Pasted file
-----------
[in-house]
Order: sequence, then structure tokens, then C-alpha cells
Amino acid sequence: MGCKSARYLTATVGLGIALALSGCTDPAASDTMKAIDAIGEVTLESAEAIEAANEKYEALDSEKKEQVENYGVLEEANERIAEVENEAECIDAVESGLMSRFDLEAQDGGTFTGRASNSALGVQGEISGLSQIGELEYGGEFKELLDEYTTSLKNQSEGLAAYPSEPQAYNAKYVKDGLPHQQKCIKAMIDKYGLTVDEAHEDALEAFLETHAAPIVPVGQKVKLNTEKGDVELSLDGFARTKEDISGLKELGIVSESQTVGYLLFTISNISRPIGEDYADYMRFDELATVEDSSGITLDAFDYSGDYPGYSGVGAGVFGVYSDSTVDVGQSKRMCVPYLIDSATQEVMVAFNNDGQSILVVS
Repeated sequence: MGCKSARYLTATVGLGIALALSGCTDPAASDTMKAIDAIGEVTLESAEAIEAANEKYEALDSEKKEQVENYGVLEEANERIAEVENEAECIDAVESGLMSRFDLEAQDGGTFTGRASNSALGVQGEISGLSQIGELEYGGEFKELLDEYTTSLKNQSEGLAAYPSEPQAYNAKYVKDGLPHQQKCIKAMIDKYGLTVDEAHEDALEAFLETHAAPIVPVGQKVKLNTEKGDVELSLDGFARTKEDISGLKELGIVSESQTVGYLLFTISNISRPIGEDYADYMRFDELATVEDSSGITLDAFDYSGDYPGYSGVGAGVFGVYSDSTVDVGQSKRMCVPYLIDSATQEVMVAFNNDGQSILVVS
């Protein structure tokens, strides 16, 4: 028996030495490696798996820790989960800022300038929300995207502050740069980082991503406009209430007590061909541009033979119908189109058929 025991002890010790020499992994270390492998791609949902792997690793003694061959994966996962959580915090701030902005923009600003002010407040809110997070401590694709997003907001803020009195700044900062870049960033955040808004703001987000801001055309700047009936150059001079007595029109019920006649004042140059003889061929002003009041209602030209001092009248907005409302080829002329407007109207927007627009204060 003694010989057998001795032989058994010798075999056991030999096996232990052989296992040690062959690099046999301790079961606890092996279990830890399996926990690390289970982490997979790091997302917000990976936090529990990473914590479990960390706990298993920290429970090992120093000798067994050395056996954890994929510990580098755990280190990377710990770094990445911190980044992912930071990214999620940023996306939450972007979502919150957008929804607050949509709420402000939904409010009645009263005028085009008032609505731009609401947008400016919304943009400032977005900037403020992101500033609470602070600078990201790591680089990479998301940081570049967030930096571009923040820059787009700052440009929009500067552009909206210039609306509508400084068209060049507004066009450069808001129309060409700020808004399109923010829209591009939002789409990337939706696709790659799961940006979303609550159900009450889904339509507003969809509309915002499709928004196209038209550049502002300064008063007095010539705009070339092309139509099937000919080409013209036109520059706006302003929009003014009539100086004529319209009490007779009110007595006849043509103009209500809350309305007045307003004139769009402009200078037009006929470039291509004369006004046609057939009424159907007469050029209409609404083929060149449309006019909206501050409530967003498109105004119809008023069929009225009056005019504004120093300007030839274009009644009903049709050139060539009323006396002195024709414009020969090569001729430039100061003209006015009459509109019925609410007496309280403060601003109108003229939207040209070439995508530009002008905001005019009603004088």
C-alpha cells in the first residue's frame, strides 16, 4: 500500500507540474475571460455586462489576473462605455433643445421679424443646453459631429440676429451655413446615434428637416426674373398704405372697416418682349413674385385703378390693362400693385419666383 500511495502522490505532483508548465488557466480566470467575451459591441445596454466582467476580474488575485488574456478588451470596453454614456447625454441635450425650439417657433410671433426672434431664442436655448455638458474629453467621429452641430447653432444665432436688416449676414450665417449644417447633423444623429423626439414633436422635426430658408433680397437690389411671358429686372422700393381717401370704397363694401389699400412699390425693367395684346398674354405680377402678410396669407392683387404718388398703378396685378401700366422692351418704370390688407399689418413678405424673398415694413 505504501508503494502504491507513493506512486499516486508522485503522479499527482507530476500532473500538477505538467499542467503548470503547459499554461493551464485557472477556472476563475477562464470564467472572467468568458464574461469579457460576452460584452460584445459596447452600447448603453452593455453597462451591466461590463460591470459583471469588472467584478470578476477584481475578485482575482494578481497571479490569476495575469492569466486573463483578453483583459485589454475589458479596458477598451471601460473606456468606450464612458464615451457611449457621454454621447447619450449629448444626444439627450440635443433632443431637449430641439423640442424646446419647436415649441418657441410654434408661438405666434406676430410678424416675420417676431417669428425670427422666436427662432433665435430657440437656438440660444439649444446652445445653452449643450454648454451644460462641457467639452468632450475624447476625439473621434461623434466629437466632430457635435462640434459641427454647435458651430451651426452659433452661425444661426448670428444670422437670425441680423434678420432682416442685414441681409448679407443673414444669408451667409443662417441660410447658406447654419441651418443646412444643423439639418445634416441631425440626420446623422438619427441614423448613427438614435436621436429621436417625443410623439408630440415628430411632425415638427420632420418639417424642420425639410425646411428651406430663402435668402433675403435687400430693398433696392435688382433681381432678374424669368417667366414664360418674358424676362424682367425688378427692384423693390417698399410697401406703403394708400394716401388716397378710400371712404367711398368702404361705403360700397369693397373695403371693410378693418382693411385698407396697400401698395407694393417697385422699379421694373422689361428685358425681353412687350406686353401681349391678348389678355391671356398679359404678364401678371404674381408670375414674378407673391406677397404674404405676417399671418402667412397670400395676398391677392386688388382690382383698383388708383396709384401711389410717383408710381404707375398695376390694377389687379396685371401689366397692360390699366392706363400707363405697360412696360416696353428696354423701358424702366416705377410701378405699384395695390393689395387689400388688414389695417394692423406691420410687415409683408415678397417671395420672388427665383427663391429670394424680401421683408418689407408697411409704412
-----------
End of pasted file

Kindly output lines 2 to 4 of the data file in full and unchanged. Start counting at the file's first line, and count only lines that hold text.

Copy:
Order: sequence, then structure tokens, then C-alpha cells
Amino acid sequence: MGCKSARYLTATVGLGIALALSGCTDPAASDTMKAIDAIGEVTLESAEAIEAANEKYEALDSEKKEQVENYGVLEEANERIAEVENEAECIDAVESGLMSRFDLEAQDGGTFTGRASNSALGVQGEISGLSQIGELEYGGEFKELLDEYTTSLKNQSEGLAAYPSEPQAYNAKYVKDGLPHQQKCIKAMIDKYGLTVDEAHEDALEAFLETHAAPIVPVGQKVKLNTEKGDVELSLDGFARTKEDISGLKELGIVSESQTVGYLLFTISNISRPIGEDYADYMRFDELATVEDSSGITLDAFDYSGDYPGYSGVGAGVFGVYSDSTVDVGQSKRMCVPYLIDSATQEVMVAFNNDGQSILVVS
Repeated sequence: MGCKSARYLTATVGLGIALALSGCTDPAASDTMKAIDAIGEVTLESAEAIEAANEKYEALDSEKKEQVENYGVLEEANERIAEVENEAECIDAVESGLMSRFDLEAQDGGTFTGRASNSALGVQGEISGLSQIGELEYGGEFKELLDEYTTSLKNQSEGLAAYPSEPQAYNAKYVKDGLPHQQKCIKAMIDKYGLTVDEAHEDALEAFLETHAAPIVPVGQKVKLNTEKGDVELSLDGFARTKEDISGLKELGIVSESQTVGYLLFTISNISRPIGEDYADYMRFDELATVEDSSGITLDAFDYSGDYPGYSGVGAGVFGVYSDSTVDVGQSKRMCVPYLIDSATQEVMVAFNNDGQSILVVS